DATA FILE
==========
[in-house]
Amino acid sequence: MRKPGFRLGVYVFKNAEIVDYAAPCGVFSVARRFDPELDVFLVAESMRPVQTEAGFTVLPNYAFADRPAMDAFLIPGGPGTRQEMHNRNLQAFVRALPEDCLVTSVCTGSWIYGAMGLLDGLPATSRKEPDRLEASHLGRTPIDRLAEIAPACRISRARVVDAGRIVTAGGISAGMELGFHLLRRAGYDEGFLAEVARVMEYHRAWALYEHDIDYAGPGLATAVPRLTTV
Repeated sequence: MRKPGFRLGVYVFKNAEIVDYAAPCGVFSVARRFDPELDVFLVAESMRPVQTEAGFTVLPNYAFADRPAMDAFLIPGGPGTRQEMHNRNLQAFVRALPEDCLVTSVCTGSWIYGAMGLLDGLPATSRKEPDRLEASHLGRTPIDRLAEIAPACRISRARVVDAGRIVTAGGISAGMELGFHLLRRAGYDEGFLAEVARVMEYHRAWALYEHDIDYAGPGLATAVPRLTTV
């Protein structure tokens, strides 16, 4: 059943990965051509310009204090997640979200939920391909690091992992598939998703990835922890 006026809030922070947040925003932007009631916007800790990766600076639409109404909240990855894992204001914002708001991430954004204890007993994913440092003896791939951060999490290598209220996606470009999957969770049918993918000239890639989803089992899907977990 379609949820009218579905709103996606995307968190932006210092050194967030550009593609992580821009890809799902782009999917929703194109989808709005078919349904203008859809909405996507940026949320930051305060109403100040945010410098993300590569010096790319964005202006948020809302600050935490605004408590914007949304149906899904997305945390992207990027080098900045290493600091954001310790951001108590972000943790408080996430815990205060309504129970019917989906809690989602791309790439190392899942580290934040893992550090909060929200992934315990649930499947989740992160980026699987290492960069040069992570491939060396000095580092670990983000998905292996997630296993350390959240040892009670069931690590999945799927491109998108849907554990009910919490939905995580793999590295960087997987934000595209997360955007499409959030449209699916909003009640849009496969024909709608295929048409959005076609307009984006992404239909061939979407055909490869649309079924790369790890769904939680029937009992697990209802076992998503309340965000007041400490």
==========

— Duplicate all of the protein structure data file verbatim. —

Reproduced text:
[in-house]
Amino acid sequence: MRKPGFRLGVYVFKNAEIVDYAAPCGVFSVARRFDPELDVFLVAESMRPVQTEAGFTVLPNYAFADRPAMDAFLIPGGPGTRQEMHNRNLQAFVRALPEDCLVTSVCTGSWIYGAMGLLDGLPATSRKEPDRLEASHLGRTPIDRLAEIAPACRISRARVVDAGRIVTAGGISAGMELGFHLLRRAGYDEGFLAEVARVMEYHRAWALYEHDIDYAGPGLATAVPRLTTV
Repeated sequence: MRKPGFRLGVYVFKNAEIVDYAAPCGVFSVARRFDPELDVFLVAESMRPVQTEAGFTVLPNYAFADRPAMDAFLIPGGPGTRQEMHNRNLQAFVRALPEDCLVTSVCTGSWIYGAMGLLDGLPATSRKEPDRLEASHLGRTPIDRLAEIAPACRISRARVVDAGRIVTAGGISAGMELGFHLLRRAGYDEGFLAEVARVMEYHRAWALYEHDIDYAGPGLATAVPRLTTV
């Protein structure tokens, strides 16, 4: 059943990965051509310009204090997640979200939920391909690091992992598939998703990835922890 006026809030922070947040925003932007009631916007800790990766600076639409109404909240990855894992204001914002708001991430954004204890007993994913440092003896791939951060999490290598209220996606470009999957969770049918993918000239890639989803089992899907977990 379609949820009218579905709103996606995307968190932006210092050194967030550009593609992580821009890809799902782009999917929703194109989808709005078919349904203008859809909405996507940026949320930051305060109403100040945010410098993300590569010096790319964005202006948020809302600050935490605004408590914007949304149906899904997305945390992207990027080098900045290493600091954001310790951001108590972000943790408080996430815990205060309504129970019917989906809690989602791309790439190392899942580290934040893992550090909060929200992934315990649930499947989740992160980026699987290492960069040069992570491939060396000095580092670990983000998905292996997630296993350390959240040892009670069931690590999945799927491109998108849907554990009910919490939905995580793999590295960087997987934000595209997360955007499409959030449209699916909003009640849009496969024909709608295929048409959005076609307009984006992404239909061939979407055909490869649309079924790369790890769904939680029937009992697990209802076992998503309340965000007041400490």